Blog: Supermajority of polled voters support cannabis banking bill, says ICBA – Financial Regulation News – Financial Regulation News

Newly released poll data from the Independent Community Bankers of America (ICBA) shows that two-thirds (65 percent) of voters support cannabis-related businesses having access to banking services in states where cannabis is legal.

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ICBA says that the results indicate public support for congressional passage of the Secure and Fair Enforcement (SAFE) Banking Act of 2021, H.R. 1996, a bipartisan cannabis banking bill approved seven times over the years by the U.S. House of Representatives, but never taken up by the U.S. Senate.

“With voters voicing support, the Senate should act on bipartisan cannabis banking legislation previously passed by the House,” tweeted ICBA on Sept. 6.

H.R. 1996, introduced in March 2021 by U.S. Rep. Ed Perlmutter (D-CO) and now cosponsored by 180 of his colleagues, would generally prohibit a federal banking regulator from penalizing a depository institution for providing banking services to a legitimate cannabis-related business, according to the congressional record bill summary.

Prohibited penalties would include terminating or limiting the deposit insurance or share insurance of a depository institution solely because the institution provides financial services to a legitimate cannabis-related business, the summary says, and prohibiting or otherwise discouraging a depository institution from offering financial services to such a business.
Among several provisions, H.R. 1996 also would require that proceeds from a transaction involving activities of a legitimate cannabis-related business not be considered proceeds from unlawful activity.

The House on April 19, 2021, voted 321-101 to pass H.R. 1996. The Senate received H.R. 1996 the next day and referred it for consideration to the U.S. Senate Banking, Housing, and Urban Affairs Committee, which is also reviewing the same-named companion bill, S. 910, introduced in March 2021 by U.S. Sen. Jeff Merkley (D-OR). The bipartisan Senate version currently has 42 cosponsors.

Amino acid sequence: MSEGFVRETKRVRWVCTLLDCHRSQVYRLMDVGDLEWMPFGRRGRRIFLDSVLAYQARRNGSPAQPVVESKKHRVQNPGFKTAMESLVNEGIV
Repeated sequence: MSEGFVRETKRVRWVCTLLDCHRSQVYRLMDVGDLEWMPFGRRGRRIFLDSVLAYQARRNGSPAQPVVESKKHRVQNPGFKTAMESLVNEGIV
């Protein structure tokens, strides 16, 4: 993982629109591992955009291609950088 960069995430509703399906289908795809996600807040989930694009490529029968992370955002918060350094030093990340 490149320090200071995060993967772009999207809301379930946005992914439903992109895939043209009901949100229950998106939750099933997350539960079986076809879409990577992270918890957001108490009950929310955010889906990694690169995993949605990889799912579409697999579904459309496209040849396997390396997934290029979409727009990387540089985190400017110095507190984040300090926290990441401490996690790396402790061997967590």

According to the ICBA poll, which was conducted by Morning Consult, 71 percent of voters agreed that allowing cannabis-related businesses to access the banking system also would help reduce the risk of robbery and assault at cannabis-related businesses — showing the importance of the proposed bill to public safety, according to the group.

In fact, according to the ICBA poll, more than 80 percent of voters said businesses that operate exclusively in cash have a higher risk of robbery or theft.

“U.S. voters have made clear that current law inhibiting access to the banking system for cannabis-related businesses has a negative impact on local communities,” said ICBA President and CEO Rebeca Romero Rainey. “With a supermajority of U.S. voters voicing support for allowing cannabis-related businesses access to the banking system, the Senate should act now on bipartisan cannabis banking legislation that the House has passed seven times.”

At the same time, ICBA said that the bill would advance social equity and help underserved communities based on results showing that 55 percent of polled voters said it would help cannabis-related businesses owned and led by people of color, women, and the LGBTQ community.

ICBA’s polling also found that 62 percent of voters agreed that restricting cannabis-related businesses from accessing the banking system poses a threat to public safety, while 63 percent said public safety would be improved if cannabis-related businesses were allowed to access the nation’s banking system.

Similar to provisions in the SAFE Banking Act, 58 percent of voters said it is also important for the Senate to vote on establishing a cannabis banking safe harbor, according to ICBA, which said the bill would establish a safe harbor for financial institutions that serve cannabis-related businesses in states where cannabis is legal.

If enacted, the bill specifically seeks to address a conflict between state and federal law that presents legal uncertainty for community banks, inhibits access to the banking system for cannabis-related businesses, and creates public safety concerns by leaving these businesses no alternative than to rely on cash — disproportionately affecting businesses operated by underserved communities, ICBA says.

The Conference of State Banking Supervisors also has endorsed the bill.

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